Thank you for your interest in expanding bioinformatics education. To address the gap in bioinformatics education and to train students to approach complex biomedical problems, a collaborative model for bioinformatics training was developed by Pine Biotech and the Louisiana Biomedical Research Network. We want to help your university address the need for bioinformatics education. With our extensive experience piloting bioinformatics programs throughout multiple universities throughout the state of Louisiana and beyond, we believe we can provide a custom solution to address the needs of your campus.
To learn more about previous pilots and implementation of bioinformatics education at other universities, read more below:
Pine Biotech has been working together with several universities around the world to pilot the OmicsLogic training program. A typical pilot included 10-100 participants, both students and faculty, that dedicated regular time to review the online courses, project examples and hands-on workshops dedicated to various aspects of bioinformatics.
For LBRN, after piloting the OmicsLogic program during the summer of 2018, Dr. Gus Kousoulas, the PI of LBRN and Associate Vice President for leadership at LSU, decided to expand the program to 100 new licences and worked with Pine Biotech to prepare additional modules of interest. With a sharp focus on research enablement, the program was supported by the Center for Computation and Technology at Louisiana State University, allowing students and faculty to learn about bioinformatics and apply the skills to their research projects.
A similar pilot program was implemented at Loyola University New Orleans, a liberal arts institution. Twelve undergraduate students with majors in biology, biochemistry, computer science, or psychology participated in a new one-semester bioinformatics course emphasizing biomedical applications. After completing a core set of online modules, students practiced applying the learned concepts using the T-BioInfo platform. As a result, students were enthusiastic to continue participating in bioinformatics research and take similar courses in the future. Students routinely scored 90—100% on online quizzes embedded in each of the educational modules, demonstrating proﬁciency in bioinformatics concepts. Students provided feedback in open-ended reﬂections after the completion of each module and demonstrated measurable gains in ability to read and analyze bioinformatics research literature. At the conclusion of the course, bioinformatics problem-solving skills were applied to collaborative research projects utilizing published datasets. Students and faculty participated in a ﬁnal poster session highlighting project results and new avenues of research.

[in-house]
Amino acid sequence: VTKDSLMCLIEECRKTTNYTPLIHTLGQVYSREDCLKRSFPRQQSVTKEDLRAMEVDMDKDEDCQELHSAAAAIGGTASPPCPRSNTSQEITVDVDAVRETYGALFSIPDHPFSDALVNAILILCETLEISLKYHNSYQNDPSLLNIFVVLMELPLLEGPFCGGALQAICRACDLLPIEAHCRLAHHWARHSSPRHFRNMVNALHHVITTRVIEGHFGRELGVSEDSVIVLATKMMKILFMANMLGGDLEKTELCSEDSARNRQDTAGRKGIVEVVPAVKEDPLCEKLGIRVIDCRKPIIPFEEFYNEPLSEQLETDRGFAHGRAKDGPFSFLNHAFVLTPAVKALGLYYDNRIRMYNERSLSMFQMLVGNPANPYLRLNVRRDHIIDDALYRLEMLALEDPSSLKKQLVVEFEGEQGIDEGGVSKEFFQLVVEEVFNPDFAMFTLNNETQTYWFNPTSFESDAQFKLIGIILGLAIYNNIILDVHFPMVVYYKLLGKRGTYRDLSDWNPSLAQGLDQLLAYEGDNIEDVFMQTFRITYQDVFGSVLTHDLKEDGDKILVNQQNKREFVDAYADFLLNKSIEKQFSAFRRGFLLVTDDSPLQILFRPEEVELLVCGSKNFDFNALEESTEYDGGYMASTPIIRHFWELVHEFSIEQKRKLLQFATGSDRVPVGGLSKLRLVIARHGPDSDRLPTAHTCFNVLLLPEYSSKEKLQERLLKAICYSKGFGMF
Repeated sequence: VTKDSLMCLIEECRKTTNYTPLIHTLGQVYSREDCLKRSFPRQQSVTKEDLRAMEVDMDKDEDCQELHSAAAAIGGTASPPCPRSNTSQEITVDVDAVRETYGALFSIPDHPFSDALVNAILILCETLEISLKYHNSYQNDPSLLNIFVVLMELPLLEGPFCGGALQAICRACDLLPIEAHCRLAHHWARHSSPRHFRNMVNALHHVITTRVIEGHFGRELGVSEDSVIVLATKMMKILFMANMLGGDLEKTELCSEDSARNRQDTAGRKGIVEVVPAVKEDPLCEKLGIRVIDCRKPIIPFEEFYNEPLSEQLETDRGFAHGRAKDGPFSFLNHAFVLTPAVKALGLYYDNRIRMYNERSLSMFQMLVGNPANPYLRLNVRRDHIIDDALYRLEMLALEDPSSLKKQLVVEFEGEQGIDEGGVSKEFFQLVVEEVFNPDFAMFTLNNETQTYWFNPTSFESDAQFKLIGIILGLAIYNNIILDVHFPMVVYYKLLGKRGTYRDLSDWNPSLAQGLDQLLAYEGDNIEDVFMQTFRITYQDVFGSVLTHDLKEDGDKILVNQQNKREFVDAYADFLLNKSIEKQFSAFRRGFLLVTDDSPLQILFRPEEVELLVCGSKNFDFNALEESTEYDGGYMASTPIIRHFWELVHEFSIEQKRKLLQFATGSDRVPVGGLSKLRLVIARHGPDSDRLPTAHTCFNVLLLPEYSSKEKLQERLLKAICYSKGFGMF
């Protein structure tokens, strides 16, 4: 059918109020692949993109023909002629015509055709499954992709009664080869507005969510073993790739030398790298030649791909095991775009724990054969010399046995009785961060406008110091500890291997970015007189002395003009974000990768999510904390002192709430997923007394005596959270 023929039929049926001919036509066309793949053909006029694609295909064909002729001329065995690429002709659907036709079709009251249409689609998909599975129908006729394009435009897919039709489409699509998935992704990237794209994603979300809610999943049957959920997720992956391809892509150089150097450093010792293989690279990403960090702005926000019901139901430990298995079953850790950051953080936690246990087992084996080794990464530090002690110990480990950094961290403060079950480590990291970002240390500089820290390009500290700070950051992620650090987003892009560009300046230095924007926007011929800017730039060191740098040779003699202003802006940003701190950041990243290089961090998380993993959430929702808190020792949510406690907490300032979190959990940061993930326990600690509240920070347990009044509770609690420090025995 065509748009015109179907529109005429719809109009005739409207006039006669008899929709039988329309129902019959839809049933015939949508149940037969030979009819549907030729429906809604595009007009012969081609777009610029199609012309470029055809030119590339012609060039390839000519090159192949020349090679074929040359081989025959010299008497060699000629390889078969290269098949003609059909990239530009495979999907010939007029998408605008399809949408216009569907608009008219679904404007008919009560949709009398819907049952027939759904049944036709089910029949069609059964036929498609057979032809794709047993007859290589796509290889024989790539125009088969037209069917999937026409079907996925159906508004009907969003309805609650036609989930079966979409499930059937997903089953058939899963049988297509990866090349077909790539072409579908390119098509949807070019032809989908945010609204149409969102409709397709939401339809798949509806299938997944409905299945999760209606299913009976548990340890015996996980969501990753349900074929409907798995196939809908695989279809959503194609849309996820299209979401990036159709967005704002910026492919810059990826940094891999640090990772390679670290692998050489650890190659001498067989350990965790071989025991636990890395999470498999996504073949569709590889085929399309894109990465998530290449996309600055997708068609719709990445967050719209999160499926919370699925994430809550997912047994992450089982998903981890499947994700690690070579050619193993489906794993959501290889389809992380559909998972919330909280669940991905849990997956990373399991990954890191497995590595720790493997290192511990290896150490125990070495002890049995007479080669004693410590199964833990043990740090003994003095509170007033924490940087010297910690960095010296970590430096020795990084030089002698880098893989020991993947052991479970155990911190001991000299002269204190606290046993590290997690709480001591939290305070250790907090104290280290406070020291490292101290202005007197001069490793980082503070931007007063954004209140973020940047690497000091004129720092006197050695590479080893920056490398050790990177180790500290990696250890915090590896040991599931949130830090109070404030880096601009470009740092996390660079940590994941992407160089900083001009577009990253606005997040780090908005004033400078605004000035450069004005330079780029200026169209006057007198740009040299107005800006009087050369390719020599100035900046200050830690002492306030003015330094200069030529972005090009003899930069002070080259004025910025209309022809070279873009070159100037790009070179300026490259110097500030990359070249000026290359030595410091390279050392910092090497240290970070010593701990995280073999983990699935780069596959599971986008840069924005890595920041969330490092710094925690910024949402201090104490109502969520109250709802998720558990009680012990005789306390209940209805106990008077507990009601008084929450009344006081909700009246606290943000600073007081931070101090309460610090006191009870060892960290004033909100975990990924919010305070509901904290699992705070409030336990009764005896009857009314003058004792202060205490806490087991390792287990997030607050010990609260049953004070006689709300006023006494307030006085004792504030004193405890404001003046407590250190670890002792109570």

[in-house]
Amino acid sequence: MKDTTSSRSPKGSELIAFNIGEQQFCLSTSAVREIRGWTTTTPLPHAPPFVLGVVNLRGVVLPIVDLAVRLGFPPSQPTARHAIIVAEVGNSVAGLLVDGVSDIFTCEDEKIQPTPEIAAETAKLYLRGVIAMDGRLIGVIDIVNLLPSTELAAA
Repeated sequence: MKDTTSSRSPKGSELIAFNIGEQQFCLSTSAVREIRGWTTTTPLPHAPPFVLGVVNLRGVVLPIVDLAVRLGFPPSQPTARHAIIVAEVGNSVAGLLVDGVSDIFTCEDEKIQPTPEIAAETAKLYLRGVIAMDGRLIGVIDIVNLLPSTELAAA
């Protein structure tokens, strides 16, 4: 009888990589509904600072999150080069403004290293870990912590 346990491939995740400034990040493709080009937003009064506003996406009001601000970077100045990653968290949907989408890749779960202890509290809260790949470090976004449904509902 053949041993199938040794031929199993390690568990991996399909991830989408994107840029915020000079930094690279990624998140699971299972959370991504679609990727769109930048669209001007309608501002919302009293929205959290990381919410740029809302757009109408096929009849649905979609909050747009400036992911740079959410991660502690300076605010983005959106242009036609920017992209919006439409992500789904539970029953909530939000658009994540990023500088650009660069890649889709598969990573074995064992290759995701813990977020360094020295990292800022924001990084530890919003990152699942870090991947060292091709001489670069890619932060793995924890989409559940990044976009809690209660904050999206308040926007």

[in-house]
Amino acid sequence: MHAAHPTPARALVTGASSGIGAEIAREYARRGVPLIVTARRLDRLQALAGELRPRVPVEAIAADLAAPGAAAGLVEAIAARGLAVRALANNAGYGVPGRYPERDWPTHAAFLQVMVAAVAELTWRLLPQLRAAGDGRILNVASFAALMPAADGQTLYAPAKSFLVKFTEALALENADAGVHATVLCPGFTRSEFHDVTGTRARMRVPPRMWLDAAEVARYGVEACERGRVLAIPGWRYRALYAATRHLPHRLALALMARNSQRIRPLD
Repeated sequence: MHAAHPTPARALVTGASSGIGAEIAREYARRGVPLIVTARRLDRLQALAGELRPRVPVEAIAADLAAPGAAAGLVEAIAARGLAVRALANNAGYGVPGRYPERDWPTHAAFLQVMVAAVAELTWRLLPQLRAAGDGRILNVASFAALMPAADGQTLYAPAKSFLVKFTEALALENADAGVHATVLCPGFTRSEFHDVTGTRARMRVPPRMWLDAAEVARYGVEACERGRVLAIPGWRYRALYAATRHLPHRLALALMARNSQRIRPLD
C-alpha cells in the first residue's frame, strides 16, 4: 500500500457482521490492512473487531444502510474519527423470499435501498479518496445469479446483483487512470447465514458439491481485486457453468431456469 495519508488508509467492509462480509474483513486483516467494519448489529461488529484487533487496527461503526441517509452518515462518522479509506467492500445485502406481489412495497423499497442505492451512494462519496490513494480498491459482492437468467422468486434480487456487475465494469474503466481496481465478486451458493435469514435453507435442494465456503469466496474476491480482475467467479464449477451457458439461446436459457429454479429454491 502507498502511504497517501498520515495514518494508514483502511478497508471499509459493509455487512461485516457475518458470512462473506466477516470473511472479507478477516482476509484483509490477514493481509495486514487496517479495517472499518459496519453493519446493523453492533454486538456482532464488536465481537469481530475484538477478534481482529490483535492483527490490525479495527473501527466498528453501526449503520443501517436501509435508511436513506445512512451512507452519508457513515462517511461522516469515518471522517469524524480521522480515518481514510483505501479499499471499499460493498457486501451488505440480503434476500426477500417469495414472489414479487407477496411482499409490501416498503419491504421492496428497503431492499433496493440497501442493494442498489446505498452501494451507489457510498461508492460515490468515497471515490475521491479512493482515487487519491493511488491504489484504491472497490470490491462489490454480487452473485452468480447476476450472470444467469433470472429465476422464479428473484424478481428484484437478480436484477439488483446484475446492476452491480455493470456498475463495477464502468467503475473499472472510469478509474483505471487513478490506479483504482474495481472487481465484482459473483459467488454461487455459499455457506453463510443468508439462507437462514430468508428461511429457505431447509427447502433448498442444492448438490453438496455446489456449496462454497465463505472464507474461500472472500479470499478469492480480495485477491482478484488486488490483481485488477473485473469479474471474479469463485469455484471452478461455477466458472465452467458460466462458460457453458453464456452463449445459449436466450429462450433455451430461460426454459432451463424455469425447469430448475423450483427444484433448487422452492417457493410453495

“We recommend integration of this project- based approach into existing biology electives in the form of hands-on laboratory activities or problem solving sessions. Furthermore, this model could be customized to align with faculty research programs, providing focused training opportunities for students to collaborate on bioinformatics projects.”
– Dr. Kimberlee Mix, Associate Professor of Biological Science at Loyola University
To learn more about other case studies, click the following link: https://edu.t-bio.info/case-studies/.